Quick question: What business in the Pikes Peak region, valued at nearly $1 billion, would give any interested person an escorted tour of its property and facilities, lasting two and a half hours and including a thorough, fascinating education provided by a knowledgeable guide?

Along with four other couples, my wife and I discovered the answer on a personal level during the Labor Day weekend.

For a fee of $7.50 per person, we spent much of our Sunday afternoon learning more than we dreamed possible about the Cripple Creek & Victor Gold Mining Co.

The enormous Teller County mine, which just changed hands this summer with Denver-based Newmont Mining Corp. paying $820 million (plus a percentage of royalties on future gold production) to AngloGold Ashanti Ltd. of South Africa, has been providing public tours during summer months for years, and they’re not affected by the sale. Twice on most days from Memorial Day to Labor Day, visitors can sign up for an experience they won’t soon, if ever, forget.

Each morning and afternoon, 12 to 15 people watch a safety video, sign releases, put on colorful safety vests and hard hats, and step onto a van in downtown Victor, the small town southeast of Cripple Creek that has been around since the 1890s.

The tour begins and ends outside the Victor Lowell Thomas Museum, named for the world-renowned broadcaster and writer (1892-1981) who grew up in Victor. For the record, the modest museum gets to keep the $7.50 charge.

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You might think you’re somewhat knowledgeable about the Cripple Creek Mining District, which thrived for several decades during Colorado’s Gold Rush and has revived thanks to modern technology in the past two decades. But then you take the tour and realize how little most folks understand about the CC&V business and its scope.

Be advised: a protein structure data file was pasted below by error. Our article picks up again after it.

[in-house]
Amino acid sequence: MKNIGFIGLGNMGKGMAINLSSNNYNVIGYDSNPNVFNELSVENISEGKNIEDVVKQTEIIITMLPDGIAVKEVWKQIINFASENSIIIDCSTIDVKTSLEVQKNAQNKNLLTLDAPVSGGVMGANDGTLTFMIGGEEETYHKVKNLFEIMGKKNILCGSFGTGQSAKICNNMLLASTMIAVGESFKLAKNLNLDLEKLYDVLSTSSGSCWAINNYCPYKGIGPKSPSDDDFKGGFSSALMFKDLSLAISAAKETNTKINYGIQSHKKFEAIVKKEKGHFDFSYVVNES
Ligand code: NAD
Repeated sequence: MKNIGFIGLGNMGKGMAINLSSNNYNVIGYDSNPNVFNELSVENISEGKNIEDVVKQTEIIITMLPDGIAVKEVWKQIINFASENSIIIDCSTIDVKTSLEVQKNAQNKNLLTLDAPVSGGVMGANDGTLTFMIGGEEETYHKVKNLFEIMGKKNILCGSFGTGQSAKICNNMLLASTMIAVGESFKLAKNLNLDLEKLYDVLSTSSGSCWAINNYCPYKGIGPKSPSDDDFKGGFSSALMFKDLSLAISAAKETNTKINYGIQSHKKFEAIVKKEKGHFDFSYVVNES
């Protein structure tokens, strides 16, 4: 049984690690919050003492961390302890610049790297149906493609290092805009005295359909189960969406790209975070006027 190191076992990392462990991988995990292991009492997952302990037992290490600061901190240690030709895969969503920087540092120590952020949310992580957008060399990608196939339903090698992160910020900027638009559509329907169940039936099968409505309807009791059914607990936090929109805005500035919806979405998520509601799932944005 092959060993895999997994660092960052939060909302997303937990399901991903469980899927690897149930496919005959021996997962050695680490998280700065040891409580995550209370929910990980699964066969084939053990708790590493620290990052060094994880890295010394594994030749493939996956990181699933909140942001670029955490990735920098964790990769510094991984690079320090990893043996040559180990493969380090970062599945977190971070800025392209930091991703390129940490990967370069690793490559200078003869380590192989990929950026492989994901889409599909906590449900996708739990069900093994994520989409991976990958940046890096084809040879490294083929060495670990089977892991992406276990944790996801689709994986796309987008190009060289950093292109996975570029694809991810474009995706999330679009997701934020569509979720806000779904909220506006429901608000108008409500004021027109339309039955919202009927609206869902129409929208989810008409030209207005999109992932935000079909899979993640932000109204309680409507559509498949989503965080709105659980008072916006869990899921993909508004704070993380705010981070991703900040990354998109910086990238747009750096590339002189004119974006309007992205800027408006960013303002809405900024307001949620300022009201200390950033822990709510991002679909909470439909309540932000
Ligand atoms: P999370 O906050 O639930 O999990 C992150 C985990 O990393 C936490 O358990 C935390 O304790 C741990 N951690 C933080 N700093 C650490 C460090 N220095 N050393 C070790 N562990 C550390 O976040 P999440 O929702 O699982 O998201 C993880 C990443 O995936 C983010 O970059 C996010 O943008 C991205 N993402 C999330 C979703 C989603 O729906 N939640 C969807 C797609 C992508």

Until you see it in person, you can’t grasp what’s involved in the massive, nonstop operation, two 12-hour shifts each day, 24/7, 365 days a year, with more than 550 sturdy employees who come from as far away as Cañon City, Pueblo and Colorado Springs, earning an average of nearly $80,000 a year. You hear the simple numbers — how the mine spends $825-$850 for each ounce of gold it extracts, now totaling roughly $1 million in gold each day, but that still doesn’t sound so intimidating.

In person, it’s gargantuan. They give you the first idea with a view from the top of the sprawling main open pit, several miles across and now more than 1,000 feet deep (still being drilled and mined deeper). Looking down, you see the “haul trucks” that bring unprocessed rock out from the bottom, and they appear toy-sized. Then the van takes you to a vantage point where a “retired” haul truck sits on display, all 300 tons of it — for the mathematically challenged, that computes to 600,000 pounds. It’s as big as a house, and you can climb on it.

Most of the several dozen haul trucks in use now cost $5 million each and are “just” 250 tons, or 500,000 pounds each, with monstrous tires that stand 12 feet high and cost $34,000 apiece.

Around the clock, the trucks are filled with tons of rocks and boulders, blasted from the inside of what was once a volcano, then they go to the crusher machine. The goal is to crush 70,000 tons (that’s 140 million pounds) a day, rain or snow, stopping only when lightning strikes the area. Most days, they hit or surpass that goal.

The tour van drives toward the crusher, and we assume we’ll watch from a distance. Instead, our guide parks the van just steps away. We walk upstairs and enter the actual control room, where we watch through a window as the haul truck dumps more than 100 tons of ore into the crusher. Within a few minutes, another truck backs into position and drops its load, followed by more, meticulously choreographed. Conveyors, crushers and magnets break down the huge chunks until the rocks are no more than 3/4-inch across.

We don’t have room (and the tour didn’t show it, beyond verbal descriptions) to address the final processes of extracting what becomes the gold that can be sold on the market. But seeing that much of the elaborate procedure, along with the immense equipment, gave us a glimpse that photos couldn’t provide.

Newmont, by the way, is completing an expansion started by AngloGold Ashanti that, according to the purchaser’s forecast, will produce “between 350,000 and 400,000 ounces of gold per year in 2016 and 2017.” That will mean new jobs, up to more than 600 at the mine.

As of now, plans call for at least another decade of open-pit mining, but ever-advancing technology and new possibilities underground likely will extend that time frame. Not bad for a Colorado mine, owned by a Colorado company, with demanding but high-paying work for Colorado residents.

Fascinated? Then take the tour yourself, starting next May. It might be the best $7.50 you’ll ever spend.